19671 East Euclid Drive
Centennial, Colorado 80016
Phone: 303-690-7092
Fax 303-690-0757

3333 S. Bannock St., Suite 900
Englewood, CO 80110
Phone: 303-761-4900
Fax: 303-488-9889






Elder Law

The term "Elder Law" refers to a variety of legal services available to those over the age of sixty-five (65), depending on their individual needs. However, it most often refers to:

In addition to drafting normal Estate Planning documents, older clients needing long-term care may want to shelter their assets before applying for Medicaid. This is called "Medicaid Planning".

ESTATE PLANNING FOR OLDER CLIENTS:

Durable Powers of Attorney and Living Wills:

Everyone should have Durable Powers of Attorney and Living Wills to protect them in case of their incapacity. This is especially true for clients over the age of 65, merely due to their age. These documents need to be updated regularly to keep them from getting "stale", and to reflect changes in the law or the client's wishes.

A Power of Attorney is a document allowing the client to pre-determine who will handle their affairs for them during any period in which the client is incapacitated. A Power of Attorney becomes null and void upon the death of the Principal - the person who signed the Power of Attorney. Clients should have a Durable Power of Attorney for both Financial Decisions and Medical Decisions.

Many clients do not want to give someone else decision making authority while they are still competent. Therefore, a Power of Attorney can be either immediate or what is called "Springing", which means it does not "spring into effect" until the client becomes incapacitated.

All Powers of Attorney should state that they are "Durable", which means they will remain valid even after the client becomes incapacitated.

In addition, if the client does not wish to be kept alive by artificial means, then they should have a Living Will, also called an Advanced Medical Directive, which states just that. A Living Will does not come into effect in Colorado until the client is unable to make medical decisions for themselves, and two Doctors have certified that there is no reasonable chance of the client recovering from a life-threatening condition. Colorado revised its Living Will statute effective August 2010, and now allows people to make different provisions depending on whether they are in a coma or suffering a terminal illness.

GUARDIANSHIPS/CONSERVATORSHIPS:

Due to the ever increasing complexities of these court proceedings, Ms. Heller no longer handles these matters, even if they are non-contested. Instead, she will refer such matters to an attorney who handles estate litigation.

A Guardian is someone who is appointed by the Court to make decisions for an incapacitated person regarding where they will reside, their medical treatment, and so forth.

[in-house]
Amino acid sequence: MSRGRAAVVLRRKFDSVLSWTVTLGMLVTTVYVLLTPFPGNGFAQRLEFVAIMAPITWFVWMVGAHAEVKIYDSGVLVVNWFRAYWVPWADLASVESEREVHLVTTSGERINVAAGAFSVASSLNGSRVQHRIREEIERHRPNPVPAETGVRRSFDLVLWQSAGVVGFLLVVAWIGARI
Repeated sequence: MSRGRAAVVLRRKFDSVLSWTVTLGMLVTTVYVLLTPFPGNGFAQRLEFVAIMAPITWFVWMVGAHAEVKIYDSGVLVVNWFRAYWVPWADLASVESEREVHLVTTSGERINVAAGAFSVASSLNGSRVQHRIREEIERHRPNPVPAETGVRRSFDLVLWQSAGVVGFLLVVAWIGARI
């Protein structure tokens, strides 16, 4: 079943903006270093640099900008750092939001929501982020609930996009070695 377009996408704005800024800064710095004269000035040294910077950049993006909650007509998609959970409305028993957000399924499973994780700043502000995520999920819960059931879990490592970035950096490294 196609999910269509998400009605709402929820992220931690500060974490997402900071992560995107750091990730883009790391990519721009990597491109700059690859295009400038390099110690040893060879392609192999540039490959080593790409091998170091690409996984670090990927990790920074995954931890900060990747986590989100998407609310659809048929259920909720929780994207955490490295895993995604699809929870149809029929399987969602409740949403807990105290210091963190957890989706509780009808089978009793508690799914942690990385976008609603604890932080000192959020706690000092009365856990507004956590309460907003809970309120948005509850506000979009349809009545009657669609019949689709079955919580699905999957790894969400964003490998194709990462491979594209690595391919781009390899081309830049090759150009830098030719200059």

A Conservator is someone who is appointed by the Court to handle the finances of an incapacitated person.

The need for a Guardian or Conservator usually arises because the client does not have valid Durable Powers of Attorney. Also, the need arises if the person acting as Agent under the client's Durable Power of Attorney is either taking advantage of the client, not providing proper care for the client, or misusing the client's funds.

MEDICAID PLANNING:

Medicaid is different from Medicare.

Medicare: Every person who pays into the Social Security system during their lifetime is "entitled" to Medicare benefits after age 65. Medicare pays for everyday medical care such as Doctors visits and Prescriptions, but does not pay for long-term nursing care.

Medicaid: The Medicaid program is a form of welfare and therefore the applicant must apply for the benefits and be almost totally indigent (out of money) in order to qualify.

Medicaid Planning is the process of planning for the qualification for Medicaid benefits to pay for long-term nursing care of persons over age 65.

The applicant is allowed to keep some assets and still obtain Medicaid benefits, but most of those assets are subject to being taken by the government after the applicant dies in order to reimburse the government for the cost of the applicant's care. This is called the Estate Recovery Act.

There are legal ways to become qualified for Medicaid benefits and still shelter some assets for other family members, such as Spouse or children. However, these techniques result in the applicant being unable to receive benefits for a certain period of time (called a "disqualification period"). Currently the disqualification period is 5 years after the shelter is made.

Therefore, it is important to get qualified legal advice before attempting to do any such sheltering of assets. And it is better to get that advice well before the client is out of money.

ELDER ABUSE OR OTHER CONTESTED MATTERS:

Due to the complexities of these issues, Ms. Heller does not handle them, but will refer such matters to an attorney who handles estate litigation.

Click here to determine what happens at the initial consultation and what you need to bring.